So what? Well, if you drive your car an average of 17,000 miles per year and it gets an average fuel efficiency of 17 miles per gallon, then your car consumes 1,000 gallons of gasoline a year. Accounting for the 15 percent loss of crude in the refining process due to inefficiencies, your car consumes about 23 barrels of crude oil per year to provide the gasoline that it runs on. If you have two such cars in your family, then your cars would consume the equivalent of about 46 barrels of oil per year. At $42 per barrel, that’s about $1,900 spent annually by the refiners on the crude oil that they refine into gasoline to power your two cars. (Note: I am using the price of $42 per barrel as a reference price since it’s the equivalent of $1 per U.S. gallon and makes it easier to make comparisons to the price of distillate fuels such as gasoline and heating fuel. A gallon of gasoline costs much more than a gallon of crude oil due to refining costs, marketing and distribution costs, and federal and state taxes.)

Of course, crude oil also powers trucks, trains and airplanes, our construction equipment, some building heating and some electricity production, and also serves as a chemical feedstock for plastics. According to Oil & Gas Journal, the end result is that as a nation, in 2004 Americans consumed about 20.8 million barrels per day (bpd) of crude oil, or 7.6 billion barrels per year. With a population of 295 million Americans, that works out to almost exactly 26 barrels of oil per person during 2004.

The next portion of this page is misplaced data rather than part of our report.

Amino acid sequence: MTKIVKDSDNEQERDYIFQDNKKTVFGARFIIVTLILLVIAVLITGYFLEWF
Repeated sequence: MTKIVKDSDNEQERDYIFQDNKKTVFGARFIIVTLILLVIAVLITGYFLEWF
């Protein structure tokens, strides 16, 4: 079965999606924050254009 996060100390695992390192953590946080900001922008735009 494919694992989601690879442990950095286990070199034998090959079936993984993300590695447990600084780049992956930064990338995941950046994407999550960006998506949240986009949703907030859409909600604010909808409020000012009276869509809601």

As an American, that’s your individual average consumption–26 barrels per year, or 2.96 gallons of crude oil per day. If you have a family of four, then your family’s consumption share would be almost 12 gallons per day or 104 barrels per year.

Incidentally, Americans are in an extremely close race with our Canadian neighbors in being the world’s most oil-consuming society. In 2004, the 32.2 million Canadians consumed about 2.20 million bpd of crude oil, or about 2.93 U.S. gallons per Canadian per day, only slightly less than U.S. per-capita daily consumption. However, Canada produces twice what Canadians consume. Canadian oil suppliers export their surplus crude oil south into the United States, either as crude or as refined distillates. In 2004, the United States, by contrast, only produced about 40 percent of what Americans consumed and therefore had to import the other 60 percent of its crude oil supply from other countries, including Canada.